Those courts and authors of legal literature which favor the existence of power in the courts retrospectively to modify alimony awards have discussed the following points: The very nature of alimony demands that it be modifiable, not only prospectively but retroactively or we “ * * * [defeat[s] the rule that the maintenance afforded the separated wife through alimony is not to be greater than what she would have enjoyed in cohabitation.” Winkel v. Winkel, 1940, 178 Md. 489, 500, 15 A. 2d 914, 919; see, also, 2 Vernier, American Family Laws 274, 275 (1932). The decisions in cases involving the remarriage of the divorced wife have made declarations along the following lines: The divorced wife’s remarriage gives rise to the inference that she has elected to receive support from her new husband and has chosen to abandon the provision for her support in the alimony award. The remarriage of the wife may be deliberately secret or circumstances may make unlikely or near impossible the former husband’s learning of the remarriage, therefore it is unreasonable to demand that he move, immediately upon such remarriage, for a modification of the alimony award. Many laymen believe that the remarriage will of itself end the duty of support without further action on his part, and, as Chief Justice Washington noted in his dissent in Kephart v. Kephart, 1951, 89 U.S.App.D.C. 373, 193 F.2d 677, 690 “not all divorced husbands are lawyers.” These courts have declared, with considerable asperity, that the circumstances ought to be unusual indeed if the law is to require the ex-husband to join the current husband in the support of one woman.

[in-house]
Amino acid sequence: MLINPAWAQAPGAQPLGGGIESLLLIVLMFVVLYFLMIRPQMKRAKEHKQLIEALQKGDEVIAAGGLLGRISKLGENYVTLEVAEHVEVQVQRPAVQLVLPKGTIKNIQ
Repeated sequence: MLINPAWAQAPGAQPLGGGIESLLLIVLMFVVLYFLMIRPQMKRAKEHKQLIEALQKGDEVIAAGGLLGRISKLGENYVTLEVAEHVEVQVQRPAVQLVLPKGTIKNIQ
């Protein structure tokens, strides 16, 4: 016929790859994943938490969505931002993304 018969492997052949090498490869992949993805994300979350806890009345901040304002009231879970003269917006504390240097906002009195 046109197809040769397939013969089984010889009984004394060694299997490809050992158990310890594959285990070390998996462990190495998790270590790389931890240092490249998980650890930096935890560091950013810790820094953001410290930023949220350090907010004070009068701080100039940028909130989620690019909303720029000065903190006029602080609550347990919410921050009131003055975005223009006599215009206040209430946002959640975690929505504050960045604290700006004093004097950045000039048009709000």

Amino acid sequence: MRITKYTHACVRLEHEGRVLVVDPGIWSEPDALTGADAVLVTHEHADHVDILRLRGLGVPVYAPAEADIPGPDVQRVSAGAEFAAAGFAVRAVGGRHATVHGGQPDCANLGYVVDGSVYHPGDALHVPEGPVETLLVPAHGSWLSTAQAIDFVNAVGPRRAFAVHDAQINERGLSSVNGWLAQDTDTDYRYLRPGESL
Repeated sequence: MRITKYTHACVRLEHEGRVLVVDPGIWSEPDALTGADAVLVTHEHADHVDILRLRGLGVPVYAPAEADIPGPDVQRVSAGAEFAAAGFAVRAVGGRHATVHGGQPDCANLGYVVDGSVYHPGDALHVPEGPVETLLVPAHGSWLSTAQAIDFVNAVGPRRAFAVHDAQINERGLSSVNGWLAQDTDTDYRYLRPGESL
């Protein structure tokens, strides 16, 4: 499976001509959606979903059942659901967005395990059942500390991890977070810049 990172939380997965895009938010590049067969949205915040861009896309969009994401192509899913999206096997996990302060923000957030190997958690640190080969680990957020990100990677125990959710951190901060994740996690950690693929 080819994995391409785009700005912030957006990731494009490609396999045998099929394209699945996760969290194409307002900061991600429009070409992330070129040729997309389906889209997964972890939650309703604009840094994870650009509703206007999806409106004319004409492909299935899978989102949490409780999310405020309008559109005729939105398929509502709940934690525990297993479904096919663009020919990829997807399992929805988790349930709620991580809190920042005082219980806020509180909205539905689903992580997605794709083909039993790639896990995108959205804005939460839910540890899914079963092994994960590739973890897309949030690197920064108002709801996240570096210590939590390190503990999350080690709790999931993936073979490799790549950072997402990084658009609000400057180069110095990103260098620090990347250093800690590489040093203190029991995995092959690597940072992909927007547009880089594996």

Excepting, for the moment, the “Sistare Argument” it is clear that the social and policy considerations outlined above as representative of those expressed by courts and writers denying the power of the courts retrospectively to amend alimony awards are amenable to consideration and susceptible to enforcement by a court which has such power. A determination that our courts have such power and thus possess a power flexible enough to afford justice in the multitude of fact situations presented may be said fairly to mean that “individual justice is substituted for what could be *436standardized hardship.” 1954 Wisconsin .Law Review, 522, 524.
This being true, why has there not been universal adoption of the rule that the courts do have the power retrospectively to modify alimony awards? The answer is: the “Sistare Argument.” This argument may be stated: Installments of alimony either vest when they fall due or they do not. If they vest then they may not later be divested. It is necessary to hold that such payments do vest as they accrue if the order for payments of alimony is to be treated as a final judgment in respect to such installments to which a sister state is required to give full faith and credit under Sistare v. Sistare, 1909, 218 U.S. 1, 30 S.Ct. 682, 54 L.Ed. 905.